Dr Carina Paine Schofield, Senior Research Fellow at Hult Business School, explains some of the research she’s been doing around workplace support for fathers.
Following their experience of juggling work and family life during the pandemic, many dads are keen to continue sharing the childcare load with their partners. But research coming out of Hult International Business School suggests that complicated policies and outdated attitudes are making it difficult for them to put this into practice.
As part of a joint research project with coaching practice WOMBA (Work, Me and the Baby), we interviewed working dads who had recently taken advantage of extended parental leave, either formally or informally.
Many of them told us that they were struggling, both practically and emotionally, to take on a greater parental role. Dads told us, for example, that they were frustrated by complex and unclear formal policies and often found that talking to HR didn’t help. As a result, many of them were circumventing the system and negotiating directly with their line managers to secure both paid time off and the flexibility they needed to help with childcare. The mums we interviewed were less likely to go down this informal route, preferring to stick to the ‘rules’ and make their arrangements via HR.
Working dads also felt their difficulties were compounded by the fact that very few others had gone down the parental leave route before them. Without role models to learn from, they felt they had to take a pioneering role themselves, paving the way for others to follow. “It’s my generation who are leading this…we will be the role models in the future,” said one interviewee.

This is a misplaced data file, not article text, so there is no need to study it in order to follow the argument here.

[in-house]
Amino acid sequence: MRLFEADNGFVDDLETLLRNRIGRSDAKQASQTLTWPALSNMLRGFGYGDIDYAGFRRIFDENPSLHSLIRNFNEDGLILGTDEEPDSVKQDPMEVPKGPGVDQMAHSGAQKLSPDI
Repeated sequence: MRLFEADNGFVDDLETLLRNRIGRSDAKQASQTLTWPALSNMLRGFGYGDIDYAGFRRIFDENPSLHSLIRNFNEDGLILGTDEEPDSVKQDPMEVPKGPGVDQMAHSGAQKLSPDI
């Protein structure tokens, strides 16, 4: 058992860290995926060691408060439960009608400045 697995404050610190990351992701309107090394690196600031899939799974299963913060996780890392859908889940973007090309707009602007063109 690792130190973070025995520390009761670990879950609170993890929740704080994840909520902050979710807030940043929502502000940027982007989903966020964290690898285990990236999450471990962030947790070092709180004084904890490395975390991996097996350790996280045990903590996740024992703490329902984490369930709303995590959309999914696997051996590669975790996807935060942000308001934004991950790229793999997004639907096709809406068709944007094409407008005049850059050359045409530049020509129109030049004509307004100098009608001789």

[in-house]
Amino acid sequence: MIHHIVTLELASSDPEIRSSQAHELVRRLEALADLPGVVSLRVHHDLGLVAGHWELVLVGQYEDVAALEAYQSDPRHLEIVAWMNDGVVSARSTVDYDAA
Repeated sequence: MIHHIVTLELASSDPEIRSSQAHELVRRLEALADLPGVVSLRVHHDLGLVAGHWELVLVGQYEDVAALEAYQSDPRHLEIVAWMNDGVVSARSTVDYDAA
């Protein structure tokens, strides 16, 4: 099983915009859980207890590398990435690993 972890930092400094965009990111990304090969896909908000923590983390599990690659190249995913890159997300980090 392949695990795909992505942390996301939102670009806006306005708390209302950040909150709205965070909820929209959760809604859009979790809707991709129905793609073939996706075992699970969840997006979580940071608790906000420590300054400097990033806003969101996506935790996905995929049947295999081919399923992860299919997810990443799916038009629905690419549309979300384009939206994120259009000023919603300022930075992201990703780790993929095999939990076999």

Dads were also worried about whether taking parental leave or playing a bigger role in childcare would affect how they were perceived in their current role, or might have an impact on their future career prospects. There was a striking contrast, however, in the way mums and dads made their decisions about the work-child-care equation. The potential financial impact of their choices was top of the list for men, followed by emotional considerations, whereas women were led by their emotions first, with monetary issues lower down their agenda.
Some of the dads we interviewed also told us they were still coming up against generational biases in the workplace around who should be ‘looking after baby’. There was still an expectation that women should be taking on the majority of the caring, with senior managers less accepting of men having to miss meetings or take time off work to deal with a childcare issue.
There was a general feeling that the (often older) managers who held these views didn’t really understand the challenges – or maybe regretted that the same choices hadn’t been made available to them earlier in their careers. Equally, dads found that they were sometimes given almost ‘hero’ status by their work colleagues, when they took parental leave or adopted a more flexible approach.
If employers want to hang onto their working dads (and indeed mums), they need to look at HR policies to make them less complicated and ensure both parents are treated equally when it comes to parental leave and flexible working. Companies also need to hold up a mirror and see if their organisation is really as family friendly on the ground as it aspires to be. Coaching managers on how to support working dads in their teams and asking what support those dads would appreciate, would also be a step in the right direction.
If you are interested in taking part in the next phase of this research please get in contact with [email protected]